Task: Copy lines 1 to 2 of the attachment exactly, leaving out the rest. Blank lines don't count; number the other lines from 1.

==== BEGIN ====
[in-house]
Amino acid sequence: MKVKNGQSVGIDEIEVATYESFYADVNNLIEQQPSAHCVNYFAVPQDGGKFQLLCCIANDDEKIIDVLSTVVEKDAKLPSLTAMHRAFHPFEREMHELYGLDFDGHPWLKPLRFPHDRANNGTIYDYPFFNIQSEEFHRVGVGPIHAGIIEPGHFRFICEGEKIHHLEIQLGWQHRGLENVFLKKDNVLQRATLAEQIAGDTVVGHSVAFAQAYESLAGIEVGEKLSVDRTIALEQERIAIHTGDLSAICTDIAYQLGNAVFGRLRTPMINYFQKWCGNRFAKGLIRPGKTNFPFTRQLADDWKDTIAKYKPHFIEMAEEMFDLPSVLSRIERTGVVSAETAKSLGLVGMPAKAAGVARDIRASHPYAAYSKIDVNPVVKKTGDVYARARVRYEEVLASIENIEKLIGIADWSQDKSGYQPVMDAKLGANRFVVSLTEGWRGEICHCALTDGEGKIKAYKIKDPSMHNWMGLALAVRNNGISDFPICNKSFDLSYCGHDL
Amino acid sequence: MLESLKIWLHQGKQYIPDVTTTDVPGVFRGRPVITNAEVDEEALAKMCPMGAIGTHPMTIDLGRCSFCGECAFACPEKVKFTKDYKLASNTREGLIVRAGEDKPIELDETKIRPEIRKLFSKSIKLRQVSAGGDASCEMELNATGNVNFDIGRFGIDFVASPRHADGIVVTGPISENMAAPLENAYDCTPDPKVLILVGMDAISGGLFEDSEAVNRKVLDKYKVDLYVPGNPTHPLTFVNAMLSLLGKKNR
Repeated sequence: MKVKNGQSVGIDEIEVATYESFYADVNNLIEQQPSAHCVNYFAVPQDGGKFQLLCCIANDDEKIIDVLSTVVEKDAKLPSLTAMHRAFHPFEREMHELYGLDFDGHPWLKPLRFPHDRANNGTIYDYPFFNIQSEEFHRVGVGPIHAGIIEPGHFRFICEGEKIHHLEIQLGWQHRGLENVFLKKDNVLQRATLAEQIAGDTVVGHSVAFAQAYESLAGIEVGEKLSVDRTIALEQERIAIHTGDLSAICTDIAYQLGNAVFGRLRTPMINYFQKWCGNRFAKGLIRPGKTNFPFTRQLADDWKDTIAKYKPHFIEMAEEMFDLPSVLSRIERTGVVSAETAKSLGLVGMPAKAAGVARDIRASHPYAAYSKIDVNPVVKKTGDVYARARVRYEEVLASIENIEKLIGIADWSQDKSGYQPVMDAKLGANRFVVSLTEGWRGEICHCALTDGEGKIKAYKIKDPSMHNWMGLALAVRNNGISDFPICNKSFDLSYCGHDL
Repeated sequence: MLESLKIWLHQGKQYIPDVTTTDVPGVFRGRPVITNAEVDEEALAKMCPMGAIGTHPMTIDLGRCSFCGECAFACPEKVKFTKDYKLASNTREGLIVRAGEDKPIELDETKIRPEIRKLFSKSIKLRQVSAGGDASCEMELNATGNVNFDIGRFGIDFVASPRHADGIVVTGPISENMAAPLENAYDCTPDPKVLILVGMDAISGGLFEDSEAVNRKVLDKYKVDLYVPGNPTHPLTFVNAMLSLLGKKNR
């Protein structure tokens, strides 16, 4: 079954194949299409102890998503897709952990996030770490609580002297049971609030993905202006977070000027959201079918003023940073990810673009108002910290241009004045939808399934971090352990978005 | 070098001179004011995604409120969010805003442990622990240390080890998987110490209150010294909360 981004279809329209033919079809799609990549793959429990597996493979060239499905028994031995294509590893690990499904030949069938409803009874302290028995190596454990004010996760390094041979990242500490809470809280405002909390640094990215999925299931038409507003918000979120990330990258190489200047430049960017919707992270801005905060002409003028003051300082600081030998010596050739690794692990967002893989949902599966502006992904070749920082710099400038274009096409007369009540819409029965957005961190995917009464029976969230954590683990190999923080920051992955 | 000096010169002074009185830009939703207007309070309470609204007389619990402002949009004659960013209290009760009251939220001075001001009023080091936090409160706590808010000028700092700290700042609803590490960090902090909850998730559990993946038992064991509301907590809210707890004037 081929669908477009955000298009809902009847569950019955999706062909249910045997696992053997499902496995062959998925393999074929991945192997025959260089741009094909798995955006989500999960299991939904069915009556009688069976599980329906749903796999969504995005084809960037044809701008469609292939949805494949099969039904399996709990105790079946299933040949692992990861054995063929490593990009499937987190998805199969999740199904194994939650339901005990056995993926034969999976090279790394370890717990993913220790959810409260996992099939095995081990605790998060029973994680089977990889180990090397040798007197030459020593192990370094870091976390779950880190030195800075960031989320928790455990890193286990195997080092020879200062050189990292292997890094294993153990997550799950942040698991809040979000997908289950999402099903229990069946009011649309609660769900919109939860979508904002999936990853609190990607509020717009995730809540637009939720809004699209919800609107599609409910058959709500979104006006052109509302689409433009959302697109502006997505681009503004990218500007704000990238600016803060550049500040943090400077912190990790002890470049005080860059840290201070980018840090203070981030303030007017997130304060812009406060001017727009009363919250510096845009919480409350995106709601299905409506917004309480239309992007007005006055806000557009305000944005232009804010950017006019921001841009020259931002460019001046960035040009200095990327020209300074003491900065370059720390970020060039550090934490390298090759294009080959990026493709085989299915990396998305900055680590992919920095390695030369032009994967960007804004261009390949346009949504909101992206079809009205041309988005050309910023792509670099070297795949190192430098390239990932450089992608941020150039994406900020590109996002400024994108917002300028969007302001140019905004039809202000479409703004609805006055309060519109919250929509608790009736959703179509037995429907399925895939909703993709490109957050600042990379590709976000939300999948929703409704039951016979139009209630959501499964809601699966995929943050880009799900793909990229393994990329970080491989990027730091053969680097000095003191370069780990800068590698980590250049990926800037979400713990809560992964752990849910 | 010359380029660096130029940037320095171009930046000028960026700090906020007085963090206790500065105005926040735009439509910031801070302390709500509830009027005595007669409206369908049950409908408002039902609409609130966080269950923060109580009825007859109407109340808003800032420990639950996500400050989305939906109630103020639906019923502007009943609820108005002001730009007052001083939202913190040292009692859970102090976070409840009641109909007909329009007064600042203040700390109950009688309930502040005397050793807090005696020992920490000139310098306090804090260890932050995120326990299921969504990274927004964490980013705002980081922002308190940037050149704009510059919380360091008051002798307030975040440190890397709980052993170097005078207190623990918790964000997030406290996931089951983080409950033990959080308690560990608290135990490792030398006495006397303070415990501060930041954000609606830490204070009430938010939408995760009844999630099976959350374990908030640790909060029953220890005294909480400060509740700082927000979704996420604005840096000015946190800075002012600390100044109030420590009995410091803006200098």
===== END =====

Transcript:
[in-house]
Amino acid sequence: MKVKNGQSVGIDEIEVATYESFYADVNNLIEQQPSAHCVNYFAVPQDGGKFQLLCCIANDDEKIIDVLSTVVEKDAKLPSLTAMHRAFHPFEREMHELYGLDFDGHPWLKPLRFPHDRANNGTIYDYPFFNIQSEEFHRVGVGPIHAGIIEPGHFRFICEGEKIHHLEIQLGWQHRGLENVFLKKDNVLQRATLAEQIAGDTVVGHSVAFAQAYESLAGIEVGEKLSVDRTIALEQERIAIHTGDLSAICTDIAYQLGNAVFGRLRTPMINYFQKWCGNRFAKGLIRPGKTNFPFTRQLADDWKDTIAKYKPHFIEMAEEMFDLPSVLSRIERTGVVSAETAKSLGLVGMPAKAAGVARDIRASHPYAAYSKIDVNPVVKKTGDVYARARVRYEEVLASIENIEKLIGIADWSQDKSGYQPVMDAKLGANRFVVSLTEGWRGEICHCALTDGEGKIKAYKIKDPSMHNWMGLALAVRNNGISDFPICNKSFDLSYCGHDL